However, the Bohr model was only able to explain the emission spectra for hydrogen or other single electron atoms like ionized helium. For multi-electron atoms, the spectral analysis showed many more discrete emission lines that could not be explained by the Bohr model.

That is where the quantum model took over which instead of explaining the electron as extended sources in discrete orbits, it treats the electron and positron as point particles with no internal structure. Unlike the Bohr model the electrons don’t exist in precisely-defined orbits and instead all that is known about these point particles is their probable distribution around the atom – generally referred to as an electron cloud. The electron cloud model was developed in 1926 by Erwin Schrödinger and Werner Heisenberg and can be explained in terms of a probability wave – specifically the Schrodinger wave equation – where the states or ‘orbitals’ that an electron can occupy in an atom is analogous to that of a standing wave.

In the quantum model these states, or orbitals depend on a set of quantum numbers for example the principle quantum number n, the angular momentum number l, the magnetic number m, and the spin number s. The different shapes and sizes of these probability distributions/orbitals can be further explored here.

It is these different quantum numbers that define the position and momentum in terms of a probability cloud and describe the emission lines that were unaccounted for in the Bohr model. As well the quantum model was extended to explain emission lines that occur due to an external magnetic field and/or due to interactions with the quantum vacuum.

However, although this model is very successful and can explain what the Bohr model can’t – it still does not explain the electron and where its mass comes form.

In fact, in both these models the mass is not derived from first principles and instead is only known empirically.

The standard definition for the mass of the electron is therefore generally given in terms of the Rydberg constant (a constant relating the emission lines to the energy)

So how do we reveal the nature or structure of an electron?

For a clearer picture of the electron to emerge maybe its time to look at a quantized
view of the universe from the very small to the very big. The generalized holographic model introduced by Nassim Haramein offers such a view – and it’s all about those Planck units – defining the fundamental quantized information bit, or voxel, of the universe.

In this model, which expands on the work of physicists David Bohm, Jacob Bekenstein, Stephen Hawking and Gerard ’t Hooft, the energy – or information – of any spherical system is proportional to the number of Planck Spherical Units (PSUs) or voxels within the spherical volume (volume entropy) and the number of voxels available on the spherical surface horizon (surface entropy). This holographic relationship between the interior and the exterior defines the mass-energy density of the system while the inverse defines the mass expressed by the system at any given moment – or as described by David Bohm, the unfolded and the enfolded, respectively.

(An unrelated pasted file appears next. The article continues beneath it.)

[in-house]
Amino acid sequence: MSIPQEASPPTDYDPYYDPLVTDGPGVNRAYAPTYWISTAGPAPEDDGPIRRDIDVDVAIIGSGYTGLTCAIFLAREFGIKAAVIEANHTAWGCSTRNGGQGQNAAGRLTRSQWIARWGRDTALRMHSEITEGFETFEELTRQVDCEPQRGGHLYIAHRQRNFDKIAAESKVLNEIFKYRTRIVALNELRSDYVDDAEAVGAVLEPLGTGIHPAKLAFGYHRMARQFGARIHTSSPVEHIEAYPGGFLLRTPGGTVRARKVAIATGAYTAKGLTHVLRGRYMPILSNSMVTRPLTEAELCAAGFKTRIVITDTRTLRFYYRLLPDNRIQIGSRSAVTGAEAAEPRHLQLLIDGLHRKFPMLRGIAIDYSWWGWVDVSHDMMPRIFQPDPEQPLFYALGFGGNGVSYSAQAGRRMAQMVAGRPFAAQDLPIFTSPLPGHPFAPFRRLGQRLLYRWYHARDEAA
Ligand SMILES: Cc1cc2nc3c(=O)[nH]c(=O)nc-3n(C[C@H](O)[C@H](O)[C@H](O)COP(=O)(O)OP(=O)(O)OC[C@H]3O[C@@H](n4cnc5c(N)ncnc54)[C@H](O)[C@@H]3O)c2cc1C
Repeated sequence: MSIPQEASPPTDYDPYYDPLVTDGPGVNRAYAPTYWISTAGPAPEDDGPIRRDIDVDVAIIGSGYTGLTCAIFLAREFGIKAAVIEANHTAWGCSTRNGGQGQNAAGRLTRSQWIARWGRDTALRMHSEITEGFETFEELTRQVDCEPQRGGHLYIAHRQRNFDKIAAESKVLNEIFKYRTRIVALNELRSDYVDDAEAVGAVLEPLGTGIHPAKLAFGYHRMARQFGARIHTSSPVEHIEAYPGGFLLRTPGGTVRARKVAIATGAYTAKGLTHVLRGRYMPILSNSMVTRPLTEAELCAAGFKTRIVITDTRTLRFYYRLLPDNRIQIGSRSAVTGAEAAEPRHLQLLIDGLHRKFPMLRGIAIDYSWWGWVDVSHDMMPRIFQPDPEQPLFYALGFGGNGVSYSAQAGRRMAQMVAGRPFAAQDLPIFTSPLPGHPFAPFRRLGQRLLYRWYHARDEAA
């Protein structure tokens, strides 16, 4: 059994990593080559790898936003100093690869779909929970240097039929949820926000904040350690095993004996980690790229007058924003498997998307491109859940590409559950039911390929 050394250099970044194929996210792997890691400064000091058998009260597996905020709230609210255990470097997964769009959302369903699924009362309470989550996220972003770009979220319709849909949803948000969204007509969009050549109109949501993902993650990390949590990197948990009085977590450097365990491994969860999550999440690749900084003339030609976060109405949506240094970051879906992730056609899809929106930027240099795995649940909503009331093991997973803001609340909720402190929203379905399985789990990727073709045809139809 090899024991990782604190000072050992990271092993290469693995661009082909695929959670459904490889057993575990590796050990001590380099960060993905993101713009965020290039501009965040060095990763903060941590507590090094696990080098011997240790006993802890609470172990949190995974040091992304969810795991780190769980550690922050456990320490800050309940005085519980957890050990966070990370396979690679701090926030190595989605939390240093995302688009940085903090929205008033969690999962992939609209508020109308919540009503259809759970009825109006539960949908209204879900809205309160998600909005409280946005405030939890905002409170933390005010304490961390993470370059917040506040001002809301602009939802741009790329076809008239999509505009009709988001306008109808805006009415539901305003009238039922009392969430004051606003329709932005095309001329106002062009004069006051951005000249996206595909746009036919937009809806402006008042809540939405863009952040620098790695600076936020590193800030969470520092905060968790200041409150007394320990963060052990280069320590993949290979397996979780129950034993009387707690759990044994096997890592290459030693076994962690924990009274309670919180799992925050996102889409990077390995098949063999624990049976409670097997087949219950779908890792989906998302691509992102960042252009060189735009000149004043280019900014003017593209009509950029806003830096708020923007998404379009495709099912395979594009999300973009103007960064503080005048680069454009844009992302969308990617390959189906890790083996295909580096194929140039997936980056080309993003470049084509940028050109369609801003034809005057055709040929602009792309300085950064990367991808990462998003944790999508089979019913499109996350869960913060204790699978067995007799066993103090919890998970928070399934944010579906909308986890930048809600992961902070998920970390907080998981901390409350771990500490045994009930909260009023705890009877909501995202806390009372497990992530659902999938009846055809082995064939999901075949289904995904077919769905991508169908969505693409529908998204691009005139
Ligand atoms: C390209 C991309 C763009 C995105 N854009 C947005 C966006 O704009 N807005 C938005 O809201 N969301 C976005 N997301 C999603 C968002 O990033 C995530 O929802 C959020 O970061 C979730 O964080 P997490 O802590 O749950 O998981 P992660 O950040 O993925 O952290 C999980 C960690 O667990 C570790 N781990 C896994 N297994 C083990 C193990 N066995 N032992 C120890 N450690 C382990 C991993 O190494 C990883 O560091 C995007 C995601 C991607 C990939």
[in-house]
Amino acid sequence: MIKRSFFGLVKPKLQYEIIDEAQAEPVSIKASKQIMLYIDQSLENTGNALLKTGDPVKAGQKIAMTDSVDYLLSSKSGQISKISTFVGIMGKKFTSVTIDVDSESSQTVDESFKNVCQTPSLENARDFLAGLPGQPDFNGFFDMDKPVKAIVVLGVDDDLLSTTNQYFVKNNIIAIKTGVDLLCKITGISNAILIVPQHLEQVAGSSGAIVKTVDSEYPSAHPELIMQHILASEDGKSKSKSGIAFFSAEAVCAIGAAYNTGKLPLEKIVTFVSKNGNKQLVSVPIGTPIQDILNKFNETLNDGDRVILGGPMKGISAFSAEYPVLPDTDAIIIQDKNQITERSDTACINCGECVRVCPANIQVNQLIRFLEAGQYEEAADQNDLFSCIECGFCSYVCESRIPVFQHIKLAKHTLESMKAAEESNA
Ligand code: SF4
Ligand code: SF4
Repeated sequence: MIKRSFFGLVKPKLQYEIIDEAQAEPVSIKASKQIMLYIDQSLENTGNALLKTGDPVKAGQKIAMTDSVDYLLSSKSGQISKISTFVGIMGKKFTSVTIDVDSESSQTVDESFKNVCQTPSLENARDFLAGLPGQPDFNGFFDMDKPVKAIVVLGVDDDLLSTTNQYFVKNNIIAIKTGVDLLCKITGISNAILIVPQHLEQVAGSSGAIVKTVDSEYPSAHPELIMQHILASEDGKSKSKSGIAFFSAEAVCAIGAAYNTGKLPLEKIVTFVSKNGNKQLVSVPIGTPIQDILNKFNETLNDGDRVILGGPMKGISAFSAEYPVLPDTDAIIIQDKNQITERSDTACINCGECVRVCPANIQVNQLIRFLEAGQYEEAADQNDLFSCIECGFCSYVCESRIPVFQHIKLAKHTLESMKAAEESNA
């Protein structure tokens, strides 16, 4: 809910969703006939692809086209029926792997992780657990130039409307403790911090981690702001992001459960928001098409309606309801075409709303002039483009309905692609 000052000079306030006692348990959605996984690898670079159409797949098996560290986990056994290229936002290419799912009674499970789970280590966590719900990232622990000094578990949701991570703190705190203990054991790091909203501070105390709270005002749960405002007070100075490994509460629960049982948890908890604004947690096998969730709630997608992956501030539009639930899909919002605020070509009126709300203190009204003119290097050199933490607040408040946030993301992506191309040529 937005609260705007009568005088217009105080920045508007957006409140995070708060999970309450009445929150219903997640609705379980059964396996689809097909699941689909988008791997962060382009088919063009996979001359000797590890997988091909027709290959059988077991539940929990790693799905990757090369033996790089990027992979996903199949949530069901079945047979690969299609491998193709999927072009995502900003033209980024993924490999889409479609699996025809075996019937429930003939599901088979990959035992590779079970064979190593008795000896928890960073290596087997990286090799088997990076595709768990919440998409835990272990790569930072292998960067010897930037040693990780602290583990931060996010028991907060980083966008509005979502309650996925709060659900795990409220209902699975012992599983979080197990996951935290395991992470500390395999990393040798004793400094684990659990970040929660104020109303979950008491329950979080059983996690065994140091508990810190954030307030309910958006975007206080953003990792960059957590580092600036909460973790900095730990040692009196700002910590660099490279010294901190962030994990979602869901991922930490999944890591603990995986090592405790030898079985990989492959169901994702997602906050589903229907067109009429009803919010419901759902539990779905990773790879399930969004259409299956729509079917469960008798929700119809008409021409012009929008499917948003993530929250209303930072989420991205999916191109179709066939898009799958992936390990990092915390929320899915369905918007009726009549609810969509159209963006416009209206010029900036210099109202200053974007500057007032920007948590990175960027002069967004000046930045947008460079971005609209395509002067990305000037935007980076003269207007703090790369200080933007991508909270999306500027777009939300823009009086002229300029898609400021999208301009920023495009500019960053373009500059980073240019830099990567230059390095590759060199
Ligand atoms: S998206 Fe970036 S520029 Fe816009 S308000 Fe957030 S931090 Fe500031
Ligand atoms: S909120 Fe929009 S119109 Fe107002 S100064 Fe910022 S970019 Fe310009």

The question is – can this approach be extended to the electron? The first step in answering this question is to consider the spatial extent of the electron and the volume of information that it encloses. However, the spatial extent of the electron hasn’t been conclusively defined – so what radius do we use?

The generalized holographic approach sees mass as emerging from the granular Planck scale structure of spacetime in terms of a surface-to-volume information transfer potential, which decreases with increasing radius. So if we start with the premise that an electron cloud can be considered as an ‘electron’ coherent field of information then instead of thinking about the electron as a separate system, the electron could be thought of as a cloud of potential energy spatially extending from the proton out to the radius where the volume encloses the electron cloud of a hydrogen Bohr atom.

When we utilize this approach, we find an electron mass solution in terms of the holographic surface-to-volume ratio – the transfer potential – and a mass equivalent to the experimentally measured mass of the electron,

A picture develops in which the structure of the Bohr atom and the charge and mass of both the proton and the electron are consequences of spin dynamics in the co-moving behaviour of the Planck scale granular structure of spacetime. So, we now have a physical model that gives us a deeper understanding of the nature of the electron and it gives the correct mass!

As well, when we extend this model for successively smaller radii – atomic radii – we find the mass for the total number of electrons in each element.

The solution gives a clear insight into the structure of all the atoms of the table of elements, in terms of the electron cloud being composed of quantum vacuum fluctuations at the Planck scale. As a result, an elucidation of the source of the fine structure constant, the Rydberg constant and the proton-to-electron mass ratio is determined in terms of vacuum energy.

So, from the granular Planck scale structure of spacetime the generalized holographic approach gives us the mass of a black hole, the mass of the proton and now the mass of the electron.

Details of this work: The Electron and the Holographic Mass Solution. Val Baker, A. K. F., Haramein, N. and Alirol, O. (2019). The Electron and the Holographic Mass Solution, Physics Essays, Vol. 32, Pages 255-262